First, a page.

• A few museums may be worth your visit. Sir-George-Étienne-Cartier National Historic Site in Old Montreal is accessible by wheelchair. The entrance can be accessed easily and a portion of the counter is lower. Although the site is a heritage building, every room or exhibit can be reached by taking the elevator. All restrooms are located in the basement and one of them is wheelchair accessible. Other popular museums are the Montreal Museum of Archaeology and History (Pointe-à-Callière) in Old Montreal and the Montreal Museum of Fine Arts (Musée des beaux-arts de Montréal) which is located on Sherbrooke Street in an area known as the Golden Square Mile.
  • Casino de Montreal has modern day access like automatic main doors and wheelchair friendly restrooms. If needed, a chair can be removed at a slot machine for better access.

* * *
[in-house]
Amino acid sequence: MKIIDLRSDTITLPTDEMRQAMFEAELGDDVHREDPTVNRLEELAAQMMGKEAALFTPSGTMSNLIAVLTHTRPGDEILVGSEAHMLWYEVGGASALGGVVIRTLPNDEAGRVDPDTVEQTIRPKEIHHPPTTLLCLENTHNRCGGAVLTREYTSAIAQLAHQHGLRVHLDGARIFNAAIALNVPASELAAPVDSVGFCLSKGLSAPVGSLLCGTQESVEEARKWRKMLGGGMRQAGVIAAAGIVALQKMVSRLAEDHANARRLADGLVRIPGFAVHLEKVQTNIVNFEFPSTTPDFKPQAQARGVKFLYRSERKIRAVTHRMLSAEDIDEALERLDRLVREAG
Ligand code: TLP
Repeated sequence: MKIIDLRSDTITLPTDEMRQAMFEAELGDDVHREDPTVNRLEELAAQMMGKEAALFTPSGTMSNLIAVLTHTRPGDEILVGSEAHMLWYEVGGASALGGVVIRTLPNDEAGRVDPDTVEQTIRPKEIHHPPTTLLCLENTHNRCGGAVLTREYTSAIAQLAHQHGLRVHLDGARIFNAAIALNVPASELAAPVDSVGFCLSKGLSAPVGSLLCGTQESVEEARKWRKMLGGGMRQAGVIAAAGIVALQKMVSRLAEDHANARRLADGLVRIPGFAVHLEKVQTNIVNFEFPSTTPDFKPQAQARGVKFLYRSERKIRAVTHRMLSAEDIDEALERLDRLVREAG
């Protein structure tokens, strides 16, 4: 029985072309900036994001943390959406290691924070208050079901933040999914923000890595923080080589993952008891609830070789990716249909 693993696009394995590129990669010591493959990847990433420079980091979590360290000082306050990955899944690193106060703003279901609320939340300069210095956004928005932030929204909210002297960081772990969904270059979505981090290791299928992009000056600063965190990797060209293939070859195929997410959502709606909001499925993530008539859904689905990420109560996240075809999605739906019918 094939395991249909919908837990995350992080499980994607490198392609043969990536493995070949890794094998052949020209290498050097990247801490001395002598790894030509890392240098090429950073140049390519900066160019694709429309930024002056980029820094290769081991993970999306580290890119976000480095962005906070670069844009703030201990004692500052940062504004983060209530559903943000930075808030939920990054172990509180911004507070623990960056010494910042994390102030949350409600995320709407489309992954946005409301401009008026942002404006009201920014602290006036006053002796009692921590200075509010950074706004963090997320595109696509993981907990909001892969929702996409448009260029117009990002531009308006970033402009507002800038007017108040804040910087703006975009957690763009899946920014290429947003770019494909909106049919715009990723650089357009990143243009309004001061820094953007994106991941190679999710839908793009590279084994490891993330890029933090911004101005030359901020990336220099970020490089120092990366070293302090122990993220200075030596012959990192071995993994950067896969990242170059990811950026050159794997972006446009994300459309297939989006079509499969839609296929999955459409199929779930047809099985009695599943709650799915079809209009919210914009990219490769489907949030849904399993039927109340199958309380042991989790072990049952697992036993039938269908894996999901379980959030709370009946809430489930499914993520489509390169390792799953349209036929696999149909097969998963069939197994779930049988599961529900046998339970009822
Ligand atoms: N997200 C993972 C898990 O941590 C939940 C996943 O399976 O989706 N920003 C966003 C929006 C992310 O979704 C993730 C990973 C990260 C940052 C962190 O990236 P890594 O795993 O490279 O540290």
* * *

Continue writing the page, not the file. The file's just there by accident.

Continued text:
• Repercussion Theatre performs at the many outdoors parks around Montreal, check the site for schedule.

Access to Buildings: Shopping and Food
Wheelchair access into buildings is the most challenging in Old Montreal. Parts of downtown are also limited. A step or two is a common entryway into most buildings, but a few have some kind of steep ramp or are completely barrier-free.

Saint Catherine Street is the commercial center for Downtown Montreal where locals and visitors hangout, eat and shop. Many of the buildings here are accessible or partially accessible. The Montreal Underground City, known as RÉSO or La Ville Souterraine in French is also an option for food and shopping. Accessible elevators to get you to this underground city are located on Saint Catherine W. Street at 977 (near the bank) and 677 (near the SAQ).